Jeremiah taught Isaac how to play hide and seek. Or rather, he tried to teach Isaac. The only things that Isaac really picked up on was the idea of hiding and the phrase "Ready or not, here I come!", and even those are a little shaky.
It's quite comical to play this game with Isaac. He sits on the couch and places his widespread fingers over his open eyes. He begins to count but he usually only makes it to four because by that time he can already see where you have hidden. Then he lifts off his perch as he exclaims "Weddianott, here I come." He'll then walk through every room in the house asking himself, "Is she in the kitchen...no. Is she in the bathroom...maybe...no." and so on until he finds you. And although he peeked and watched as you hid, he feels it such an accomplishment each time he "finds" you.
It gets even better when it's his turn to hide. He will generally hide where he's just found you, or he will hide in the same place every time. Also, because he knows we actually close our eyes as we count, he'll tell you where he's going to hide. So this really is not the game of suspense it was invented to be. He laughs and squeals when you "can't find" him. And will usually yell, "I'm right here!" Or just pop out and tell you where to look.
We've tried to enforce the rules, but really, he gets a kick out of the game as is and it makes us laugh so we'll enjoy it as he does until he can really grasp the whole idea of the game.
That is a good question. Where have I been? What have I been doing? This last week is all a blur.
I think I may have gone into auto-pilot after last week's nocturnal grocery shopping outing. I have vague memories of laundry, mowing the lawn, doing dishes, laundry, cleaning the bathroom, chasing Isaac, laundry and numerous viewings of "Kest foh Canawatt" (Quest for Camelot.) A movie that we don't even own. It was loaned to us, unsolicited, by a guy that works with Jeremiah. I'm guessing that he secretly hates me and therefore finds hilarity in sending home movies that only appeal to 3-year olds who insist on watching their new favorite movie several times daily. Even if I don't allow more than a single viewing in one day, the requests alone are enough to drive anyone to insanity.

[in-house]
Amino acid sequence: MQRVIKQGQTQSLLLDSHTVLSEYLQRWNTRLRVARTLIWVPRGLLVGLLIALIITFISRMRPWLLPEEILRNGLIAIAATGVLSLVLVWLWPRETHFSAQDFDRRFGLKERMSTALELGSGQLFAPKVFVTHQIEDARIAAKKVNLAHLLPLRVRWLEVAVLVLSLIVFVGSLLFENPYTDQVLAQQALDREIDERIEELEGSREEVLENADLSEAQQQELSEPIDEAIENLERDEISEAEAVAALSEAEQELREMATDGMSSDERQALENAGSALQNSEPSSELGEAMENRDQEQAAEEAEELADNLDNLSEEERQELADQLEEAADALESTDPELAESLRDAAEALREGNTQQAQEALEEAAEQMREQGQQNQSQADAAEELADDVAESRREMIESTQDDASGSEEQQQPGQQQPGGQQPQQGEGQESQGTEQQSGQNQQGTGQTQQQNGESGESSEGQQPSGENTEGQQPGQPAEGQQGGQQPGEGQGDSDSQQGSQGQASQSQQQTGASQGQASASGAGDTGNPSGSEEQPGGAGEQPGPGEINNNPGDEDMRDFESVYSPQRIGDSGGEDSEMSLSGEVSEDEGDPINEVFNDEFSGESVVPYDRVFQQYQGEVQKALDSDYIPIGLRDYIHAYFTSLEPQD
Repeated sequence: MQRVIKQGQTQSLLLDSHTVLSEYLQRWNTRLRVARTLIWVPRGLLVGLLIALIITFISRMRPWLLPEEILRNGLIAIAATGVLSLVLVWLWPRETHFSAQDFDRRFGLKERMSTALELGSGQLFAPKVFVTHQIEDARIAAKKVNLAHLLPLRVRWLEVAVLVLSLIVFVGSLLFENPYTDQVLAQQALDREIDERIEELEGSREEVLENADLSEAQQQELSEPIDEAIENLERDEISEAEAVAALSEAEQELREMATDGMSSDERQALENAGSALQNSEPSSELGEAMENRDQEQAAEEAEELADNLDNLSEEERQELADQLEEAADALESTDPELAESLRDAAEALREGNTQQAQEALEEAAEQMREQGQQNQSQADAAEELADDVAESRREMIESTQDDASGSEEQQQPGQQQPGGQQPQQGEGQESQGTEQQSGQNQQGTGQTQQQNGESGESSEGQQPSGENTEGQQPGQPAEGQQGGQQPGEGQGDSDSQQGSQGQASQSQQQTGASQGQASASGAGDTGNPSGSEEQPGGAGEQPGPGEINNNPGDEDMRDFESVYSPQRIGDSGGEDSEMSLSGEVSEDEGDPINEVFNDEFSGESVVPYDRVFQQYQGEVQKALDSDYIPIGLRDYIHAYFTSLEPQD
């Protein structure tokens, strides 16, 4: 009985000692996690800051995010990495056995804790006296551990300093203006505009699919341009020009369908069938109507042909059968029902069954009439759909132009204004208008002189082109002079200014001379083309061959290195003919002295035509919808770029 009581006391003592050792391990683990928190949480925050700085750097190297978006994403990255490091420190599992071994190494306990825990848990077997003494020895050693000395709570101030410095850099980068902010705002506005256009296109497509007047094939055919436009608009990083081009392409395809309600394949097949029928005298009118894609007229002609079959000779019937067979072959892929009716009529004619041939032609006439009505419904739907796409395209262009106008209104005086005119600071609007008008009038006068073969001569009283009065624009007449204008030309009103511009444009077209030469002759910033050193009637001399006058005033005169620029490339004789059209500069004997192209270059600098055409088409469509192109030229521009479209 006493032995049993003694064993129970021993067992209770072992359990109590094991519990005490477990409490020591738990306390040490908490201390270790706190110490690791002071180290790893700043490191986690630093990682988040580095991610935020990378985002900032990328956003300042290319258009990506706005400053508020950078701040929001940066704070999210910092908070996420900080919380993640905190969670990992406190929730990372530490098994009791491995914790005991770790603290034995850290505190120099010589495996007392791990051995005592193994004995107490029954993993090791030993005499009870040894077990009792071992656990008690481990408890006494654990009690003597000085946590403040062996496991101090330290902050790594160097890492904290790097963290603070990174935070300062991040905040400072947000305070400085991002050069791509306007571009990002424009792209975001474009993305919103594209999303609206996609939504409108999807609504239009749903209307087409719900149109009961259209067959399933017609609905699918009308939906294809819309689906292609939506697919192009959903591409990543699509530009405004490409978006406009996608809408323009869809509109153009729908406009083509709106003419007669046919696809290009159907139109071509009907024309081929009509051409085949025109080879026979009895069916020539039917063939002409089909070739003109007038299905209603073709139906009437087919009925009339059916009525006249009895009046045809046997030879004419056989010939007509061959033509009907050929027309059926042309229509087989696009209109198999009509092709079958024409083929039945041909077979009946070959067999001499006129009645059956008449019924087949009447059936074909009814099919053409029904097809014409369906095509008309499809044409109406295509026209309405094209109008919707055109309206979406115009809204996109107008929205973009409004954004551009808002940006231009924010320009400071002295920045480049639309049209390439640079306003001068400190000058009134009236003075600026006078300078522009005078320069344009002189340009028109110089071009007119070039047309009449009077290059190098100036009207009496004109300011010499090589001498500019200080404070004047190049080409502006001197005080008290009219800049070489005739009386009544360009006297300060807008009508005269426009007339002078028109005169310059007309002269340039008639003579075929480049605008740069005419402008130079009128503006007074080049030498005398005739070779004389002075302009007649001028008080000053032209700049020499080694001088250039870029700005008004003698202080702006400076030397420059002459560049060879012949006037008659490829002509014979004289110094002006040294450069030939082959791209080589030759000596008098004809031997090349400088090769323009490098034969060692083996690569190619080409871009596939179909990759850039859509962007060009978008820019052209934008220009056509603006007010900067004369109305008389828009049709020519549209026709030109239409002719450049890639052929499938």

So where have I been? I suppose I have been sitting on my bed, amongst a pile of laundry, holding my legs to my chest, rocking slowly, singing every insipid song that I've been cursed enough to learn simply by allowing the movies whose soundtrack they belong to in my home.
Here are a few things I learned while grocery shopping Friday night.
1. A half-hour bedtime is not a good time to take your children grocery shopping.
2. "Hold on to the cart," to a 3-year old, means run wildly through the store and ignore any of mommy's pleas to behave.
3. A 3-year old child will let you know a thousand times over what he wants or does not want in the store but does not care what you want.
4. While approaching the check-out line and double checking your list, the one item that you missed will undoubtedly be on the opposite side of the store, causing you to drag - literally drag - your 3-year old because he has decided that his legs should no longer have to carry his weight, and there is no more room in the cart for his now unable body.
5. Even though your checker is physically unable to scan items at a rate any faster than 1 per 40.3 seconds, the people in line behind you will watch your 3-year old whine and throw tantrums and give you dirty looks because obviously it is his carrying on that is making them wait in line.
6. Your checker will know exactly what is causing your child's fit and know exactly how to fix it because she "watches kids a lot." And if you're lucky, she'll let you in on the secret that your child is probably tired.
7. When strapping your 7-month old in to the car seat, she will make the first noise she's made all night and your 3-year old with immediately "shush" her and then look at you with pride because he knows he's saving you from having to listen to her complaints.
8. If your 3-year old brings a toy with him and realizes that he has left it in the car before you even went in the store, you should have just gone back and got the damn thing and then you probably could have avoided lessons 1-7.
9. It's a good thing I blog because as I was driving home the only thing that kept me from driving my car into the river was thinking about that day's previous post.
My son was born about 4 weeks early. I remember him lying in the little incubator with a tube in his nose and little monitors on his chest. He was so tiny, only 4 lbs 7 oz. In our eyes, a miracle. All the nurses in the NICU told us that he was their favorite. We knew that they probably said this to all the parents, but in our hearts we felt that they really meant it. He was a little ball of personality from he minute he was born.